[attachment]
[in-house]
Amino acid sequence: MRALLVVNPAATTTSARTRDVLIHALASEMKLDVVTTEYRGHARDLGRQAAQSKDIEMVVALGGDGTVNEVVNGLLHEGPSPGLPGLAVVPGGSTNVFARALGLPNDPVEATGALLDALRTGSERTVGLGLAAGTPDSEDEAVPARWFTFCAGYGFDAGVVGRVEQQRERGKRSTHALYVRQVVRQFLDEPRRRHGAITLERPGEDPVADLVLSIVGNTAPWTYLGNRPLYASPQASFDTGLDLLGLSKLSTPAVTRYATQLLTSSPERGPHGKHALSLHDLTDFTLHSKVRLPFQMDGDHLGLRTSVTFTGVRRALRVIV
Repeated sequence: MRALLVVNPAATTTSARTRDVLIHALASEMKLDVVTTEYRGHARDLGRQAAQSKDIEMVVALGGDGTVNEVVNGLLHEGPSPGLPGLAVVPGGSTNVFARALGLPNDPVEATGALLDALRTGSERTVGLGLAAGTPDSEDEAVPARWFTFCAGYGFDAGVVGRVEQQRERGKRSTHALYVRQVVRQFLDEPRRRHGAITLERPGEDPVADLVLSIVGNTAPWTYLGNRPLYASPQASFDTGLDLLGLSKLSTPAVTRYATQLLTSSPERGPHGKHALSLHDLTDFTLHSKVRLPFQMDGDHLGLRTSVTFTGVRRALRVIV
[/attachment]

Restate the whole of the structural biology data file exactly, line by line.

[in-house]
Amino acid sequence: MRALLVVNPAATTTSARTRDVLIHALASEMKLDVVTTEYRGHARDLGRQAAQSKDIEMVVALGGDGTVNEVVNGLLHEGPSPGLPGLAVVPGGSTNVFARALGLPNDPVEATGALLDALRTGSERTVGLGLAAGTPDSEDEAVPARWFTFCAGYGFDAGVVGRVEQQRERGKRSTHALYVRQVVRQFLDEPRRRHGAITLERPGEDPVADLVLSIVGNTAPWTYLGNRPLYASPQASFDTGLDLLGLSKLSTPAVTRYATQLLTSSPERGPHGKHALSLHDLTDFTLHSKVRLPFQMDGDHLGLRTSVTFTGVRRALRVIV
Repeated sequence: MRALLVVNPAATTTSARTRDVLIHALASEMKLDVVTTEYRGHARDLGRQAAQSKDIEMVVALGGDGTVNEVVNGLLHEGPSPGLPGLAVVPGGSTNVFARALGLPNDPVEATGALLDALRTGSERTVGLGLAAGTPDSEDEAVPARWFTFCAGYGFDAGVVGRVEQQRERGKRSTHALYVRQVVRQFLDEPRRRHGAITLERPGEDPVADLVLSIVGNTAPWTYLGNRPLYASPQASFDTGLDLLGLSKLSTPAVTRYATQLLTSSPERGPHGKHALSLHDLTDFTLHSKVRLPFQMDGDHLGLRTSVTFTGVRRALRVIV